The collected data were tabulated and statistically analyzed using SPSS program (Statistical Package for Social Science) version 24. Qualitative data were represented as frequencies and relative percentages. Chi square test ([chi square]) and Fisher exact was used to calculate difference between qualitative variables as indicated. Quantitative data were expressed as mean [+ or -] SD (Standard deviation) for parametric and median and range for non-parametric data. The significance level for all above mentioned statistical tests was done P-value [less than or equal to] 0.05 indicates significant, p <0.001 indicates highly significant difference while, P>0.05 indicates non-significant difference.

Interpretation of Alvarado Score [4]

Score Interpretation

* 1-4 Very unlikely, keep under observation.

* 5-6 Acute appendicitis may be, for regular observation.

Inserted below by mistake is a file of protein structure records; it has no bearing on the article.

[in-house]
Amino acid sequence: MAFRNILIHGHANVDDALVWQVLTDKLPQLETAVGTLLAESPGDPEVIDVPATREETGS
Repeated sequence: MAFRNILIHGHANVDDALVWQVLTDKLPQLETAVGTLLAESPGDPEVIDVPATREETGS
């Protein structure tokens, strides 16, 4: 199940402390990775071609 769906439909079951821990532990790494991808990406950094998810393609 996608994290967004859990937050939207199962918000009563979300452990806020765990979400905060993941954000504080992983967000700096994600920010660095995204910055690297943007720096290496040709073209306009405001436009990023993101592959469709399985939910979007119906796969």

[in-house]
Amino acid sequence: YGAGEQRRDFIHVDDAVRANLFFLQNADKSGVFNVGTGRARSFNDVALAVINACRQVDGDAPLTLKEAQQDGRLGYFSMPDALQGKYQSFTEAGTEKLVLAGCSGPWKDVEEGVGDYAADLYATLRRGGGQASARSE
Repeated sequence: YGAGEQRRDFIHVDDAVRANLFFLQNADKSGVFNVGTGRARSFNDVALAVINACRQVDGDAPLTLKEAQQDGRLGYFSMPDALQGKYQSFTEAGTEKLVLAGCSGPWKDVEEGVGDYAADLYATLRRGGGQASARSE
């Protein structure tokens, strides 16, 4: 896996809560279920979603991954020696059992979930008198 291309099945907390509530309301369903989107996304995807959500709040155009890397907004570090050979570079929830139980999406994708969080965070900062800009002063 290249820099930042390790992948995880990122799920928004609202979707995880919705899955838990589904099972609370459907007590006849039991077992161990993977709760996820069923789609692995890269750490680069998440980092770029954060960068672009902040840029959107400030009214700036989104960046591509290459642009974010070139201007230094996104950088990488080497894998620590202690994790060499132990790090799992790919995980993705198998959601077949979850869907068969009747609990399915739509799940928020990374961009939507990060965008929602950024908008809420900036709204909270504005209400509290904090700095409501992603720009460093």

* 7-8 Acute appendicitis is probable, operate.

* 9-10 Acute appendicitis definite, operate.

RESULTS

* The study period was 12 months with total 250 patients were involved. Total 250 patients of age range 15 to 60 years of age. Peak age group was 15 to 25 years of age (45%). Least affected age group was above 45 years of age.

* Males are predominantly affected with M: F ratio 1.9: 1.

* Most common presentation was found Pain in abdomen in 97.5% of patients followed by Nausea and Vomiting in 88% and Right Iliac Fossa Tenderness [9] in 86% of the patients. Majority of patients (58%) presenting after 48 hours of the onset of symptoms to the hospital.

* WBC counts were found to be raised (>10, 000/[mm.sup.3]) in 56% of the patients.

* In 94% of the patients Urine culture and sensitivity was found positive.

* Almost 90% of the patients were diagnosed positive for acute appendicitis on Ultrasonography. In Histopathology, 95% of the patients tested positive for acute appendicitis.

* Emergency Appendicectomy were performed in about 193 (96.5%) patients and 190 (95%) patients confirmed Histology for acute appendicitis.

* Mean Hospital stay was 3.05 days.

* Wound infection was found in 2.5% of the patients, 2% having Wound Gaping and 2% had Postoperative adhesions.

* Most of the patients (65%) were discharged within 4 days of admission.